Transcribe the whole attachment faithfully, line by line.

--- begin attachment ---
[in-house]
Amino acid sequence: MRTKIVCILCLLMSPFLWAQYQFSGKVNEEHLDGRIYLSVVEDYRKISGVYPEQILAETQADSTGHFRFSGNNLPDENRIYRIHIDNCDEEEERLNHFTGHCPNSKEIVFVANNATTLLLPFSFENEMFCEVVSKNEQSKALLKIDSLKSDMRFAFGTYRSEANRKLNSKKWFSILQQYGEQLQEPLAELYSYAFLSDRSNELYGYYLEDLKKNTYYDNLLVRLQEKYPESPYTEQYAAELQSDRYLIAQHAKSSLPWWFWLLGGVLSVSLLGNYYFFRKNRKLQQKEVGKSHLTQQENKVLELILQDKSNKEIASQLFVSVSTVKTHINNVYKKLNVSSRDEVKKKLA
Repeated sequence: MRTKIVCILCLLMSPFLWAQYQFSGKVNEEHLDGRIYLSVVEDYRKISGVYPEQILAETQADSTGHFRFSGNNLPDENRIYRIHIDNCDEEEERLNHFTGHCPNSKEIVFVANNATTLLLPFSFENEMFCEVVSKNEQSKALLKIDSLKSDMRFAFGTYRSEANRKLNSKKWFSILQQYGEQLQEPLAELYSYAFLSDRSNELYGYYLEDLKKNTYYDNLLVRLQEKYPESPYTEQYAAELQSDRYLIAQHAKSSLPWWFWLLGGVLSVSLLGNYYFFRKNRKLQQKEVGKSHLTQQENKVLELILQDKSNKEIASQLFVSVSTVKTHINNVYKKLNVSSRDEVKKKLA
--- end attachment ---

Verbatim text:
[in-house]
Amino acid sequence: MRTKIVCILCLLMSPFLWAQYQFSGKVNEEHLDGRIYLSVVEDYRKISGVYPEQILAETQADSTGHFRFSGNNLPDENRIYRIHIDNCDEEEERLNHFTGHCPNSKEIVFVANNATTLLLPFSFENEMFCEVVSKNEQSKALLKIDSLKSDMRFAFGTYRSEANRKLNSKKWFSILQQYGEQLQEPLAELYSYAFLSDRSNELYGYYLEDLKKNTYYDNLLVRLQEKYPESPYTEQYAAELQSDRYLIAQHAKSSLPWWFWLLGGVLSVSLLGNYYFFRKNRKLQQKEVGKSHLTQQENKVLELILQDKSNKEIASQLFVSVSTVKTHINNVYKKLNVSSRDEVKKKLA
Repeated sequence: MRTKIVCILCLLMSPFLWAQYQFSGKVNEEHLDGRIYLSVVEDYRKISGVYPEQILAETQADSTGHFRFSGNNLPDENRIYRIHIDNCDEEEERLNHFTGHCPNSKEIVFVANNATTLLLPFSFENEMFCEVVSKNEQSKALLKIDSLKSDMRFAFGTYRSEANRKLNSKKWFSILQQYGEQLQEPLAELYSYAFLSDRSNELYGYYLEDLKKNTYYDNLLVRLQEKYPESPYTEQYAAELQSDRYLIAQHAKSSLPWWFWLLGGVLSVSLLGNYYFFRKNRKLQQKEVGKSHLTQQENKVLELILQDKSNKEIASQLFVSVSTVKTHINNVYKKLNVSSRDEVKKKLA